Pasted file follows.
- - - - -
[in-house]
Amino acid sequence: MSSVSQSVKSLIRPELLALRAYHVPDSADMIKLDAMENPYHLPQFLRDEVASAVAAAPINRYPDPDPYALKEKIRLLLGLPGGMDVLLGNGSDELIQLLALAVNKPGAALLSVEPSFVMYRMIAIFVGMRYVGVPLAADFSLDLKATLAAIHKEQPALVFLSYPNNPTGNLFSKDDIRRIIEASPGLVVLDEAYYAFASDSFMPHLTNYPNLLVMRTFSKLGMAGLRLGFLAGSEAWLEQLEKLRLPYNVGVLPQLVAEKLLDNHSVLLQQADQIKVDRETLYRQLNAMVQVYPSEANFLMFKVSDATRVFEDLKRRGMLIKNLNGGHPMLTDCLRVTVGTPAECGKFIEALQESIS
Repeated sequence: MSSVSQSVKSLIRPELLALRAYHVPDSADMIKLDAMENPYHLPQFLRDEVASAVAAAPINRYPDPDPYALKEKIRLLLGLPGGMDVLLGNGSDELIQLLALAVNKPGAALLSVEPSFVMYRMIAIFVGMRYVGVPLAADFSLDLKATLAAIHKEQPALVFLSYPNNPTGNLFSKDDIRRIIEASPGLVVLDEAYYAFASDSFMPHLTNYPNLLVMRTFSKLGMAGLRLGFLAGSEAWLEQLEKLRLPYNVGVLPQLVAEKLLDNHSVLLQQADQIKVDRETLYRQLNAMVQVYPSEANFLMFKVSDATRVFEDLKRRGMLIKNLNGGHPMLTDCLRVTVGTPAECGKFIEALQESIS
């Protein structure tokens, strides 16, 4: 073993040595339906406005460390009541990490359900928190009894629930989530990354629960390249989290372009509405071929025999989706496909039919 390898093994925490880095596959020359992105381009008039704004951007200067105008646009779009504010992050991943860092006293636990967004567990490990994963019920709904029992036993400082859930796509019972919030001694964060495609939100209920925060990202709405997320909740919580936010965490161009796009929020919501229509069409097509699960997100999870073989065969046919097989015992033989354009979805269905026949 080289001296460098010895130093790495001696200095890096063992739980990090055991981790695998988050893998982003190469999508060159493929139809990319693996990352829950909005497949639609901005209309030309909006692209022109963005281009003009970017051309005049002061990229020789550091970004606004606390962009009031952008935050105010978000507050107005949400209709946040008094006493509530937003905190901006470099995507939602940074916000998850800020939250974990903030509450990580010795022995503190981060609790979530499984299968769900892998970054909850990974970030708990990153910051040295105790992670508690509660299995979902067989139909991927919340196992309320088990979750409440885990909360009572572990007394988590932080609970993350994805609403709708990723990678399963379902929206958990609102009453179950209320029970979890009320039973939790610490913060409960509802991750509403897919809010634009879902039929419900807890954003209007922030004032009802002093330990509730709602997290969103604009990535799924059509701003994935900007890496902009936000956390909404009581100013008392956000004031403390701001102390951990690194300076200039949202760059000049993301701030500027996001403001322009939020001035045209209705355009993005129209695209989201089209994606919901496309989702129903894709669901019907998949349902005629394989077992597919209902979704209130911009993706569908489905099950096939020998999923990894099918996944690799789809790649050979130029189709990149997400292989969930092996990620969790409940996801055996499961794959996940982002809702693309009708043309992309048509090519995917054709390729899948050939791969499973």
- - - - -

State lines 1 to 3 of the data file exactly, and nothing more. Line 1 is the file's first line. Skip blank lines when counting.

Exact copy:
[in-house]
Amino acid sequence: MSSVSQSVKSLIRPELLALRAYHVPDSADMIKLDAMENPYHLPQFLRDEVASAVAAAPINRYPDPDPYALKEKIRLLLGLPGGMDVLLGNGSDELIQLLALAVNKPGAALLSVEPSFVMYRMIAIFVGMRYVGVPLAADFSLDLKATLAAIHKEQPALVFLSYPNNPTGNLFSKDDIRRIIEASPGLVVLDEAYYAFASDSFMPHLTNYPNLLVMRTFSKLGMAGLRLGFLAGSEAWLEQLEKLRLPYNVGVLPQLVAEKLLDNHSVLLQQADQIKVDRETLYRQLNAMVQVYPSEANFLMFKVSDATRVFEDLKRRGMLIKNLNGGHPMLTDCLRVTVGTPAECGKFIEALQESIS
Repeated sequence: MSSVSQSVKSLIRPELLALRAYHVPDSADMIKLDAMENPYHLPQFLRDEVASAVAAAPINRYPDPDPYALKEKIRLLLGLPGGMDVLLGNGSDELIQLLALAVNKPGAALLSVEPSFVMYRMIAIFVGMRYVGVPLAADFSLDLKATLAAIHKEQPALVFLSYPNNPTGNLFSKDDIRRIIEASPGLVVLDEAYYAFASDSFMPHLTNYPNLLVMRTFSKLGMAGLRLGFLAGSEAWLEQLEKLRLPYNVGVLPQLVAEKLLDNHSVLLQQADQIKVDRETLYRQLNAMVQVYPSEANFLMFKVSDATRVFEDLKRRGMLIKNLNGGHPMLTDCLRVTVGTPAECGKFIEALQESIS